Satoshi Tomiie: 3D

Asking listeners to absorb nearly four hours of music may be a bold move on Renaissance's part, but the generally fabulous quality of 3D, the series' inaugurating installment by Saw.Recordings head Satoshi Tomiie, makes the journey a trip worth taking, even if a long one. The three discs are separately themed, with the first a club mix designed to mimic Tomiie's live set, the second a collection of remixes and re-edits, and the third a set of personal favourites.

The 'Club' disc's sound is crisp, clean, and smooth, the vibe bright, sunny, and largely free of angst (though it does gradually gravitate towards darker territory). The set sounds good regardless of one's label preference—disco, electro, house, Italo—with Tomiie illuminating the infectious handclaps-kickdrum pulse that persists throughout with endless variations of ultra-bright synth weaves. Highlights? Try the dramatic mechano-techno of Audiofly X's “Stolen Goods,” Jim Rivers' “Restore,” and Martin Eyerer's “Wicked Line” or the driving house groove of Uppfade's “Panga” for starters.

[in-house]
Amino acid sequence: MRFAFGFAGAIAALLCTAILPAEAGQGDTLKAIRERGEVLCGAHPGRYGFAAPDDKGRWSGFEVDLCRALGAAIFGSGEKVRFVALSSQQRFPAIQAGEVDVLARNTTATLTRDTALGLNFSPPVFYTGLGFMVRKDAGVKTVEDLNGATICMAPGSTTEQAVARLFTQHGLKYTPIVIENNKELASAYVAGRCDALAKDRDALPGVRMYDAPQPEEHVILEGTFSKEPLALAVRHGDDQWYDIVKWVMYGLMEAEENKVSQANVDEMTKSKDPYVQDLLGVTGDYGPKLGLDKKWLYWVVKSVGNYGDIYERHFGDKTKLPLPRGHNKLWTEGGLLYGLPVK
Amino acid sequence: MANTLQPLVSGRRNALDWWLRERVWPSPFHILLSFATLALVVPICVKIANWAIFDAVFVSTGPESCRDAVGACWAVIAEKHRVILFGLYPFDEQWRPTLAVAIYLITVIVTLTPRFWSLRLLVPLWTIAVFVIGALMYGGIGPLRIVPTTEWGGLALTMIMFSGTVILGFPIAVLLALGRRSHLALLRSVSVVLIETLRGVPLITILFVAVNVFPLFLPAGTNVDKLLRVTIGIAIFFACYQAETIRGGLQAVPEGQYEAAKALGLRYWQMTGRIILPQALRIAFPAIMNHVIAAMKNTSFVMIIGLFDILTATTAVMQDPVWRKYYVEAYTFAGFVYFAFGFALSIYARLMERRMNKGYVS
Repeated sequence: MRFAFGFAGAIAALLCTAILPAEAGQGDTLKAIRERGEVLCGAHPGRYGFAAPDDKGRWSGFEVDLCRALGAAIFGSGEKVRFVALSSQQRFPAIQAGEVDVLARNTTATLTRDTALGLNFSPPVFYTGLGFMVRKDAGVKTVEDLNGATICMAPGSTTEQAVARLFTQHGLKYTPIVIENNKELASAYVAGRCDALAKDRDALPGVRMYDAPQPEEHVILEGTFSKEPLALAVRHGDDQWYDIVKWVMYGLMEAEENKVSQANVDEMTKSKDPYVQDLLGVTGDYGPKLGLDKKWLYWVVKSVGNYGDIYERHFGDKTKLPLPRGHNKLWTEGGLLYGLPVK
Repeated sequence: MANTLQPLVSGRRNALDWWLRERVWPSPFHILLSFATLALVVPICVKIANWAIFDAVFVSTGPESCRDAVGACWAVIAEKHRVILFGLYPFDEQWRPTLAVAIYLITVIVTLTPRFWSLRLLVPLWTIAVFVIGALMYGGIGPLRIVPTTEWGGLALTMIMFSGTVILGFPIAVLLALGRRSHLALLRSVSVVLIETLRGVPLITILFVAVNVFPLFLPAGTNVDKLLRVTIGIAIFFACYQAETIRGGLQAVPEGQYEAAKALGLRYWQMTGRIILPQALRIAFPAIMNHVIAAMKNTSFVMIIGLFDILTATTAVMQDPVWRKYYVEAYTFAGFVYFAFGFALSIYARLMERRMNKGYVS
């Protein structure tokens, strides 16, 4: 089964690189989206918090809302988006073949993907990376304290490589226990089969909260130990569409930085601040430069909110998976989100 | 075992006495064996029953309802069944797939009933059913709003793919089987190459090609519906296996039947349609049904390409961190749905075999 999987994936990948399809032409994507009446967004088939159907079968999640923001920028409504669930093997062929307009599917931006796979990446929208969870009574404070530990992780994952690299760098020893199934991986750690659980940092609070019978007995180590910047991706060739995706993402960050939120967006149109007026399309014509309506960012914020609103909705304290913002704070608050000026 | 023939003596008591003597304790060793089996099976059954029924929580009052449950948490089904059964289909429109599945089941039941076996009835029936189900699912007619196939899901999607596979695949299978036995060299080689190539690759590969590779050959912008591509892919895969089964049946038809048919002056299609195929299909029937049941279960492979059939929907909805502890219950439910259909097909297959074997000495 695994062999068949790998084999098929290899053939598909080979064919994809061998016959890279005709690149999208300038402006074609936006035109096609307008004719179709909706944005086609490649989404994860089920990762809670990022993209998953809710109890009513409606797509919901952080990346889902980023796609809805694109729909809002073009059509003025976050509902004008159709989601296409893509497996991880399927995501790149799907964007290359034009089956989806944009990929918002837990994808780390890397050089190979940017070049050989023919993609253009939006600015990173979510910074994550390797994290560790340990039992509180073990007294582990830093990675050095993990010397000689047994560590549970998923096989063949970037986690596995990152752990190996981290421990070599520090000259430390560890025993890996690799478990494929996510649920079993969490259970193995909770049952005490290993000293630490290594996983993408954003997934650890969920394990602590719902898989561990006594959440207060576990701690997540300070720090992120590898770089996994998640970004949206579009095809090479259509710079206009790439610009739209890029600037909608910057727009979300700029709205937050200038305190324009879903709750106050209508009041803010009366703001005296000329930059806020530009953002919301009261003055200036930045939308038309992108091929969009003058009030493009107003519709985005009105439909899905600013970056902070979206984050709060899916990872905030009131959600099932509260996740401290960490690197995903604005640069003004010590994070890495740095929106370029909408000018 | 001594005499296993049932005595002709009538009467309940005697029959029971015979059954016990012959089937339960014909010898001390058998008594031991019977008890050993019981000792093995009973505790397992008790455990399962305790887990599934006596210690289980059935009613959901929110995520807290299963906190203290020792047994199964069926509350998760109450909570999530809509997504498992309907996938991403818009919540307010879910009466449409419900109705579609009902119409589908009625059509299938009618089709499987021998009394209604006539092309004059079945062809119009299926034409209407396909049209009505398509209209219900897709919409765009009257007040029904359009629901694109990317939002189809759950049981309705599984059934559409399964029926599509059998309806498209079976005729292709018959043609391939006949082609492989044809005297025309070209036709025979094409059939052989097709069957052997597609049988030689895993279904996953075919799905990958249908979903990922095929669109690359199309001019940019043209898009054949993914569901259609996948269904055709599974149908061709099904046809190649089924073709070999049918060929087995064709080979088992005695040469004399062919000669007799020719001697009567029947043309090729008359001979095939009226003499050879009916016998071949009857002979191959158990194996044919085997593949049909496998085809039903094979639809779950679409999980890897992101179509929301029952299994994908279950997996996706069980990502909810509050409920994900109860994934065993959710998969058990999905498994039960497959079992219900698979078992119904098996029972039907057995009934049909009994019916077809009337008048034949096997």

Disc two features well-known cuts like “Tears” (the 1989 Tomiie-Frankie Knuckles-Robert Owens classic here given a slightly acidic 303 treatment) and “Love In Traffic” (from Tomiie's 2000 debut album Full Lick and featuring Kelli Ali, one-time Sneaker Pimps singer) plus introduces jazz flavour (Loop 7's elegant “The Theme”) and neo-exotica (The Future Sound of London's “Papua New Guinea”). Though it's labeled a 'Studio' set, it's as much a mix as the opening album and, if anything, rocks even more powerfully, especially during churning cuts like Cass's “Mind Rewind,” Slok's slamming hook-fest “Lonely Child,” and Photek's epic “Mine To Give.”

Being a selection of Tomiie's favourite cuts (ranging from fusion tracks like Dexter Wansel's “Life On Mars” to trip-hop like Sneaker Pimps' “6 Underground” and the James Brown funk classic “Give It Up Or Turn It A Loose”), the third disc is the least essential of the three. Still, any platter that not only includes “Solea,” “Portrait of Tracy,” and “Palladium” but might lead listeners on to the oeuvres of Miles Davis, Jaco Pastorius, and Weather Report and seminal works like Sketches of Spain, Word of Mouth, and Mysterious Traveler can't be anything but a good thing. And—ignoring for a moment Azymuth's less enthralling smooth-jazz finale—could there possibly be a better way to end this encyclopedic collection than with the breezy lilt of Lonnie Liston Smith's “Summer Days”?

March 2006